The "intersectionality" of culture and privilege.
As vaccines roll out and the world slowly starts to imagine safely returning to some of the things we've missed, it seems like a good time to share this throwback post from Dann that he wrote in June of 2017. It's especially for anyone who is missing museums, and/or for anyone wanting to see museums do better.
I used to think of things in terms of a Venn diagram. It’s really the perfect format to explain things that are somewhat if not mostly different, but share a few traits. They have a handful of things in common. It’s a curious phonological experiment to think of the word “intersectionality” in the form of a huge multi-faceted Venn diagram. And it’s this word that got me thinking the other day, while I was sitting in the Museum of Fine Arts.
I don’t think I – at least physically – fit in. I was sitting at the café in the middle of a huge gorgeous open space in my jeans and radio station t shirt, my hair pretty messy, my tattoos out in the open for all to see. The demographic I saw – and, granted, this WAS noon on a Monday – was made up of older people, 97+% of whom were white, most dressed up in what might pass in other circumstances as their “Sunday Best.” And I got to thinking about the Venn diagram of “culture” and “privilege.”
Was what I was doing a “white” thing? Was it an “affluent” thing? Was it a “cultured” thing? What does “cultured” even mean? Why were the only people of color I saw the ones bringing the goat cheese salads and prosecco martinis to the tables? What was my role in all of this? Was I implicit in racism/classism/colonialism by even being here?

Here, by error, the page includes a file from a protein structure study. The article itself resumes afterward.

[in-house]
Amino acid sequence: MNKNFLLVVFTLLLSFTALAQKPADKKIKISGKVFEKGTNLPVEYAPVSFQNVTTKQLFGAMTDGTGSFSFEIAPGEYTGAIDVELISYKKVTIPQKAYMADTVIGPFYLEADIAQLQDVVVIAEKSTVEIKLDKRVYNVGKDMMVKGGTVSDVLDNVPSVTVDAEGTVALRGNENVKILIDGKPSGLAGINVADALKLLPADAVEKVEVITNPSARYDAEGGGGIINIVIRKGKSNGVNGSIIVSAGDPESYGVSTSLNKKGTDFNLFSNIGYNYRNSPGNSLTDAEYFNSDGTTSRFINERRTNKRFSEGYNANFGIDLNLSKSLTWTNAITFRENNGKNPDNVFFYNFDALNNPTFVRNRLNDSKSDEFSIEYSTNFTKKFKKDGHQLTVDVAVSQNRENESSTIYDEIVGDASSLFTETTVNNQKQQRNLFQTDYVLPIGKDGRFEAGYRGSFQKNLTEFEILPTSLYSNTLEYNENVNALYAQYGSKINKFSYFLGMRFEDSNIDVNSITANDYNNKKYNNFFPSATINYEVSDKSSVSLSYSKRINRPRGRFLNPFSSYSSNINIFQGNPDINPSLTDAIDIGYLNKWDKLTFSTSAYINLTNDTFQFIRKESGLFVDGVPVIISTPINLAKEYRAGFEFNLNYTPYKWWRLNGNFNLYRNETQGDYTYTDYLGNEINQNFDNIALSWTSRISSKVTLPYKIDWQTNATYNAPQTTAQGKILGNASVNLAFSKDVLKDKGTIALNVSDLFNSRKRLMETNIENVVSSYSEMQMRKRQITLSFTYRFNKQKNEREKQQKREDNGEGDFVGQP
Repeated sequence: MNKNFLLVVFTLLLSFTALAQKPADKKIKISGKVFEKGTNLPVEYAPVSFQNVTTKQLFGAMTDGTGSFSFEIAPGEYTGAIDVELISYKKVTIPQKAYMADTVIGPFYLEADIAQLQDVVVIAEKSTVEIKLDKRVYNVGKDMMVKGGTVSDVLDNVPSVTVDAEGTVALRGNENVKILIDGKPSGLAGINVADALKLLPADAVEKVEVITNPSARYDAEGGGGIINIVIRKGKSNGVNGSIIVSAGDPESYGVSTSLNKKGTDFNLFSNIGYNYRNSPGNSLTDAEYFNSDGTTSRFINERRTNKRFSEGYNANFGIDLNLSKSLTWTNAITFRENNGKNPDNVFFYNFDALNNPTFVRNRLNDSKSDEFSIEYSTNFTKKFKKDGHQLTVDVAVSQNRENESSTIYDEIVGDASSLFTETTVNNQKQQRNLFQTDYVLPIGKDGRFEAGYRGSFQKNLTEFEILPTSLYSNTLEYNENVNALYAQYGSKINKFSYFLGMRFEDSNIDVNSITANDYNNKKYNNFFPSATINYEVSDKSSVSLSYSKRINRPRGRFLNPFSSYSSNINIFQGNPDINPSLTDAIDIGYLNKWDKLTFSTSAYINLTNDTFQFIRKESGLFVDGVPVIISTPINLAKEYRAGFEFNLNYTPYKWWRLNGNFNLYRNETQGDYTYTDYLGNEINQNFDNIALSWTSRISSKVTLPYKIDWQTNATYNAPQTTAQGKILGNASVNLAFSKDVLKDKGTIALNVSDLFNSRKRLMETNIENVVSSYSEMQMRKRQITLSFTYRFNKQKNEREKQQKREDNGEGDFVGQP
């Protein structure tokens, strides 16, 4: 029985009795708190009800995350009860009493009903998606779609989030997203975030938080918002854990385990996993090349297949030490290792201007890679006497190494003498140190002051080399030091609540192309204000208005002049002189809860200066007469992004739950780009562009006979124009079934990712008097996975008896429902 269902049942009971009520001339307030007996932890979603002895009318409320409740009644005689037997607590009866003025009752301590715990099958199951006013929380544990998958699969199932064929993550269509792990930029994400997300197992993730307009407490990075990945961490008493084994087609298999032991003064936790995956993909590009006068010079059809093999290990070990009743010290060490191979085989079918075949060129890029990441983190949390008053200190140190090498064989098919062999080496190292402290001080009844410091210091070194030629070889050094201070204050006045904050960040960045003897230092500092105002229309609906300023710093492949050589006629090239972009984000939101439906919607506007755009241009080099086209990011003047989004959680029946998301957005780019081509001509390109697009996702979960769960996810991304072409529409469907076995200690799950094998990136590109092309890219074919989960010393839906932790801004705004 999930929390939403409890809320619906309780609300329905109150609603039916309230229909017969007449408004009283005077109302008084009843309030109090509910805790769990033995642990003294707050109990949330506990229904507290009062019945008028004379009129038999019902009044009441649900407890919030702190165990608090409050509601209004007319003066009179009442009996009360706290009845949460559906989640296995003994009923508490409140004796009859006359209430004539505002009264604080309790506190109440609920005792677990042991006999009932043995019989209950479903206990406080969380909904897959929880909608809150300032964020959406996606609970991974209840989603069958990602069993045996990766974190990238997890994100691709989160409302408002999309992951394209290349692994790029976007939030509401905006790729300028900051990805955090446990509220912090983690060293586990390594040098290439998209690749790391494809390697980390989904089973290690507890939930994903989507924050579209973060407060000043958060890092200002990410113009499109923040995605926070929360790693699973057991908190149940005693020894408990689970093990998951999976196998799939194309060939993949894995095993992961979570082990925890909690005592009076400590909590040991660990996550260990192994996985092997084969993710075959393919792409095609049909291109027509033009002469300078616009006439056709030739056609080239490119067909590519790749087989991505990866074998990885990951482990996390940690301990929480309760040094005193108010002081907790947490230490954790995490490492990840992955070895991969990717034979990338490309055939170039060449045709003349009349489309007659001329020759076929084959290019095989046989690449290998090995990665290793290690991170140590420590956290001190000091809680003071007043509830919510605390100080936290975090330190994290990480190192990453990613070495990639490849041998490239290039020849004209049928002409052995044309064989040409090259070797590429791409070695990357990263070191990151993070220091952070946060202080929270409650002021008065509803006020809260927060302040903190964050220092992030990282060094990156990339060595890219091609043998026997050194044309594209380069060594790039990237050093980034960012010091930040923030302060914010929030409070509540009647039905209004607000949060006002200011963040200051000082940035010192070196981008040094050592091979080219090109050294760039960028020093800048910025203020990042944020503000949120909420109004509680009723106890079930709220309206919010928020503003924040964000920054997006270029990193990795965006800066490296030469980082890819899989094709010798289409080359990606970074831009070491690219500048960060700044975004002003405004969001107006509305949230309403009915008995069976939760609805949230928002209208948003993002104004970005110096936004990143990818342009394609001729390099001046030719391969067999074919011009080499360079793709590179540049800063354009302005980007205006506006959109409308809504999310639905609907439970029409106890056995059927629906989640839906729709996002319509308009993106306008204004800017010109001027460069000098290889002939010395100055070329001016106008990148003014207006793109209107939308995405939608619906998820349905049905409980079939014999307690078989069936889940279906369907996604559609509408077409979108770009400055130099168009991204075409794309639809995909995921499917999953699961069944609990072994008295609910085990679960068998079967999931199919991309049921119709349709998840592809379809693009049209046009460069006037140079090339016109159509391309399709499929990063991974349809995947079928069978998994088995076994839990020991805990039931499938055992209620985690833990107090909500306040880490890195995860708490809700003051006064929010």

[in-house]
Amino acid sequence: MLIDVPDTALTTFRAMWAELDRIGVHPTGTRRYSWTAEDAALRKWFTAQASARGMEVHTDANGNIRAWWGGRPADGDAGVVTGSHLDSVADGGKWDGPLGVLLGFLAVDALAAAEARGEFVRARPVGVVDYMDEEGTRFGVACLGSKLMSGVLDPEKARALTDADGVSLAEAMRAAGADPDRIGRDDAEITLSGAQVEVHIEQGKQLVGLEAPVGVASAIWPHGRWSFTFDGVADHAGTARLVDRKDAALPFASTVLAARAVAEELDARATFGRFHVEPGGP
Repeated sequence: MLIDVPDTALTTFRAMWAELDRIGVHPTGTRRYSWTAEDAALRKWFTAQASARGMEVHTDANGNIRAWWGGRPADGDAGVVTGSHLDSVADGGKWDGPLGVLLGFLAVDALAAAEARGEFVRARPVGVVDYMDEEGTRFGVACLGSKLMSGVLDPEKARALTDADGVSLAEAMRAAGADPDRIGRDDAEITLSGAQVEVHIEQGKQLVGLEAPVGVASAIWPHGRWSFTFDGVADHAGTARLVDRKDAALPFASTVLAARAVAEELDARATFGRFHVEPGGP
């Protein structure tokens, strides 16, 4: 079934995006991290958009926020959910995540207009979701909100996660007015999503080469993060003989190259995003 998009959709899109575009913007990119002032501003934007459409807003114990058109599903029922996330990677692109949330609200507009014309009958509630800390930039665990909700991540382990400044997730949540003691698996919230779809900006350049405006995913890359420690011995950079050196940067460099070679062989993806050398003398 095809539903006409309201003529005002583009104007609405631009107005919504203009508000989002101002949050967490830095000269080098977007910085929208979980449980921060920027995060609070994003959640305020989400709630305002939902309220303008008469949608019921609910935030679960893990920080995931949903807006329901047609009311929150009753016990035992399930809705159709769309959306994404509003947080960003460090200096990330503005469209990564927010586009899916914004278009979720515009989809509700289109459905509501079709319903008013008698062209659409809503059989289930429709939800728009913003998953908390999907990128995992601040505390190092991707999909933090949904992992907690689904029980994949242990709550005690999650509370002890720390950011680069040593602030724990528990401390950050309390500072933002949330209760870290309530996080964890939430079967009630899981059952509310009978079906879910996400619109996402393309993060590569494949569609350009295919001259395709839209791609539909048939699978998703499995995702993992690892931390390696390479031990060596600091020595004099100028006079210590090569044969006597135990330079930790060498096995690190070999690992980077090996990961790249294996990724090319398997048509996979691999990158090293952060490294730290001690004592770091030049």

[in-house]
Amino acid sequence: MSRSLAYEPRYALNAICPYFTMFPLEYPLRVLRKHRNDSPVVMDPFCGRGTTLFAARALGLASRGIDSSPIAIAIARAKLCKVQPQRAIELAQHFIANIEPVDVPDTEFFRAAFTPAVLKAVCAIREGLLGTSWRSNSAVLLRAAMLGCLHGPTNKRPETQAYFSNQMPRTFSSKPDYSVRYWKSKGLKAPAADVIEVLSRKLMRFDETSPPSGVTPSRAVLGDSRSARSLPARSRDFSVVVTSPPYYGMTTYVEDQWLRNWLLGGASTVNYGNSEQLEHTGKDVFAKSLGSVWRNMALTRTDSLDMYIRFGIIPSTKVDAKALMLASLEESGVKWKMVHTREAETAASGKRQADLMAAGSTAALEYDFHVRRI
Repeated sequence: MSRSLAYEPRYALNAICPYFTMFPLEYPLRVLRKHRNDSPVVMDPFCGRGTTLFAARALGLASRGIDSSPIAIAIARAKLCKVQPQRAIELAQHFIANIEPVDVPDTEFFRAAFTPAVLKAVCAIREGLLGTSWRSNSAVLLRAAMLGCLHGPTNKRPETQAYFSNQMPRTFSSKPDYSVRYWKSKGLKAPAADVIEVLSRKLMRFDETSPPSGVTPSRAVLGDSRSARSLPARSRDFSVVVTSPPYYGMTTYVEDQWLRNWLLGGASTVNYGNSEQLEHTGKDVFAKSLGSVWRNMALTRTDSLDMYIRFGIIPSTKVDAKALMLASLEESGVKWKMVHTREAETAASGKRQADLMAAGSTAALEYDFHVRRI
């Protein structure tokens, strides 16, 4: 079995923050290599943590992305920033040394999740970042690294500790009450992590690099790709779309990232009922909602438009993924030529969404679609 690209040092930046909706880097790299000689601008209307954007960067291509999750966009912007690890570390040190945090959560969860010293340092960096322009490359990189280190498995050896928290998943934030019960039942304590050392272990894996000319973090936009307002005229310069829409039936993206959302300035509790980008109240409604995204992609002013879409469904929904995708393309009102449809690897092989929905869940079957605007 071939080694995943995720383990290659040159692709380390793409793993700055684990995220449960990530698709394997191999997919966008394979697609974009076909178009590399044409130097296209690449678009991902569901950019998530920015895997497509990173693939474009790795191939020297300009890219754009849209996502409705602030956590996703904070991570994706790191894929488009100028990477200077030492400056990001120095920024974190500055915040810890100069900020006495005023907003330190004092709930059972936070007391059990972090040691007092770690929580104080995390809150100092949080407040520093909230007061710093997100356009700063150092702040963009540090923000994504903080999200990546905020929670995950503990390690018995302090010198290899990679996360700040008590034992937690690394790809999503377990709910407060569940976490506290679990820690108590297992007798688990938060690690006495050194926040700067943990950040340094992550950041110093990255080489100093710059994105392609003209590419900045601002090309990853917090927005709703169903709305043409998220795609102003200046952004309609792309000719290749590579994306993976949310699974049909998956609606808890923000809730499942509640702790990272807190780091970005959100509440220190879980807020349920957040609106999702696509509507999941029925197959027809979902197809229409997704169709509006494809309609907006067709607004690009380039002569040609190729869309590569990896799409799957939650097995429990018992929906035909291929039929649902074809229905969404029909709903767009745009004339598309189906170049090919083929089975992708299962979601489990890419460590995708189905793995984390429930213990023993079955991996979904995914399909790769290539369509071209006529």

This is a very complicated question with a very complicated answer. I’m not asking for anyone to assuage my issues with this. I’m not asking for anyone to get angry at the museum organization itself. What I am asking is if anyone has any ideas how something like a museum can work towards more inclusion. Not adding more art from the Kingdom of Benin “inclusion,” but maybe outreach to communities in and around cities to encourage kids to understand and express the beauty of their art “inclusion.” Not “look at the nobility of the savage in the art of X, Y, or Z” inclusion at all, but more of the “this culture was thriving and shouldn’t be fetishized by this artist” inclusion.
I don’t know. Maybe I have more problems than solutions to this one. Will I still go to the museum? Yes. I want my children to see things that are creative and expressive and I want them to say, “I’d like to do that.” And I will also have a conversation with them about certain art and how it was “gotten” and maybe, just maybe, they can have a different Venn diagram about art and culture and privilege than I am struggling with.
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Stand with the Roma community: tell Northern State University to honor their original decision to rename their "G**sy Day Parade" by leaving a comment on this post. (Shoutout to our amazing friend Victoria Rios for this call to action.)